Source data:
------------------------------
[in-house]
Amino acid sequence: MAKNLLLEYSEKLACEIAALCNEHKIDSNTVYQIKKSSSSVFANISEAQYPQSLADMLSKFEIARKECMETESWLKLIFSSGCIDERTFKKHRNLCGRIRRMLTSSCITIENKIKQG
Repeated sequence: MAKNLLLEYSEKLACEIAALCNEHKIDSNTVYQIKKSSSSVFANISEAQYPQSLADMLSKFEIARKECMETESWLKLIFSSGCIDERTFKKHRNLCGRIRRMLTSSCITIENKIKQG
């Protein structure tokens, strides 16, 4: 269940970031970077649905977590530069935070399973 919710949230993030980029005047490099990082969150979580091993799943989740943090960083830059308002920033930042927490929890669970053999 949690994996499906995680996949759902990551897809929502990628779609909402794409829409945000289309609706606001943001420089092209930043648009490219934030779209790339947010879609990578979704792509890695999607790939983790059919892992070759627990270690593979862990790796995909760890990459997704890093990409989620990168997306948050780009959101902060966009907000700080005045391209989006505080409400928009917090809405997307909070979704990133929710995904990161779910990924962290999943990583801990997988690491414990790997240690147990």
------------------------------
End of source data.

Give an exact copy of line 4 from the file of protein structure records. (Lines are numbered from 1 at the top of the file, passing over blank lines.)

């Protein structure tokens, strides 16, 4: 269940970031970077649905977590530069935070399973 919710949230993030980029005047490099990082969150979580091993799943989740943090960083830059308002920033930042927490929890669970053999 949690994996499906995680996949759902990551897809929502990628779609909402794409829409945000289309609706606001943001420089092209930043648009490219934030779209790339947010879609990578979704792509890695999607790939983790059919892992070759627990270690593979862990790796995909760890990459997704890093990409989620990168997306948050780009959101902060966009907000700080005045391209989006505080409400928009917090809405997307909070979704990133929710995904990161779910990924962290999943990583801990997988690491414990790997240690147990």